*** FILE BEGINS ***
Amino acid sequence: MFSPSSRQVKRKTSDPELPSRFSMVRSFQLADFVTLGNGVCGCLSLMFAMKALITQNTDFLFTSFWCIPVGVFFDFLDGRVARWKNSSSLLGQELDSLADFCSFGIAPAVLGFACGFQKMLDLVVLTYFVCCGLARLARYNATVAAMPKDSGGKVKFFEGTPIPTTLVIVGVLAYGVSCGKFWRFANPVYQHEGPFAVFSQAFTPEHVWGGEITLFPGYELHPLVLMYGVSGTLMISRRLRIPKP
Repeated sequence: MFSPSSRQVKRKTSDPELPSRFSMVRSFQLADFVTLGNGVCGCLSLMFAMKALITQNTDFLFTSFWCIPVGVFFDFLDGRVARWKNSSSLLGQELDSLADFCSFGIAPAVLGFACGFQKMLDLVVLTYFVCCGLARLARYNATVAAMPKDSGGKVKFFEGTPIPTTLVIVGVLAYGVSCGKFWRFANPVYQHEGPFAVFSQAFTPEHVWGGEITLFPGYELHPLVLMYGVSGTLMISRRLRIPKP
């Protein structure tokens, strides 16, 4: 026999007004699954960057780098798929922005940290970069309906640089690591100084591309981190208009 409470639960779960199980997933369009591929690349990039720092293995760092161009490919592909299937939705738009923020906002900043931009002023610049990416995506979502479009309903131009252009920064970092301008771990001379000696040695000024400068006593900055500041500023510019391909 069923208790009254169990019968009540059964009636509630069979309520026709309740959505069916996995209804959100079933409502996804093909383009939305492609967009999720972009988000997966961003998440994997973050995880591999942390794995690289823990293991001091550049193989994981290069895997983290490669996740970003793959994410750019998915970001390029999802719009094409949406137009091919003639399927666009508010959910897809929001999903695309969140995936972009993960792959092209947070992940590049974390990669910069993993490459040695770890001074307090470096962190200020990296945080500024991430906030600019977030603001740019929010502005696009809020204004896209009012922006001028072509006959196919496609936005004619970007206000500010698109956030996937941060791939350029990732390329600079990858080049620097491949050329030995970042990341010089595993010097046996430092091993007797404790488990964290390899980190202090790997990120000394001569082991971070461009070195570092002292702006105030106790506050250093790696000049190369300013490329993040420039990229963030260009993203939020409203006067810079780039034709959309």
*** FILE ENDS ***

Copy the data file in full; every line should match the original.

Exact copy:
Amino acid sequence: MFSPSSRQVKRKTSDPELPSRFSMVRSFQLADFVTLGNGVCGCLSLMFAMKALITQNTDFLFTSFWCIPVGVFFDFLDGRVARWKNSSSLLGQELDSLADFCSFGIAPAVLGFACGFQKMLDLVVLTYFVCCGLARLARYNATVAAMPKDSGGKVKFFEGTPIPTTLVIVGVLAYGVSCGKFWRFANPVYQHEGPFAVFSQAFTPEHVWGGEITLFPGYELHPLVLMYGVSGTLMISRRLRIPKP
Repeated sequence: MFSPSSRQVKRKTSDPELPSRFSMVRSFQLADFVTLGNGVCGCLSLMFAMKALITQNTDFLFTSFWCIPVGVFFDFLDGRVARWKNSSSLLGQELDSLADFCSFGIAPAVLGFACGFQKMLDLVVLTYFVCCGLARLARYNATVAAMPKDSGGKVKFFEGTPIPTTLVIVGVLAYGVSCGKFWRFANPVYQHEGPFAVFSQAFTPEHVWGGEITLFPGYELHPLVLMYGVSGTLMISRRLRIPKP
């Protein structure tokens, strides 16, 4: 026999007004699954960057780098798929922005940290970069309906640089690591100084591309981190208009 409470639960779960199980997933369009591929690349990039720092293995760092161009490919592909299937939705738009923020906002900043931009002023610049990416995506979502479009309903131009252009920064970092301008771990001379000696040695000024400068006593900055500041500023510019391909 069923208790009254169990019968009540059964009636509630069979309520026709309740959505069916996995209804959100079933409502996804093909383009939305492609967009999720972009988000997966961003998440994997973050995880591999942390794995690289823990293991001091550049193989994981290069895997983290490669996740970003793959994410750019998915970001390029999802719009094409949406137009091919003639399927666009508010959910897809929001999903695309969140995936972009993960792959092209947070992940590049974390990669910069993993490459040695770890001074307090470096962190200020990296945080500024991430906030600019977030603001740019929010502005696009809020204004896209009012922006001028072509006959196919496609936005004619970007206000500010698109956030996937941060791939350029990732390329600079990858080049620097491949050329030995970042990341010089595993010097046996430092091993007797404790488990964290390899980190202090790997990120000394001569082991971070461009070195570092002292702006105030106790506050250093790696000049190369300013490329993040420039990229963030260009993203939020409203006067810079780039034709959309």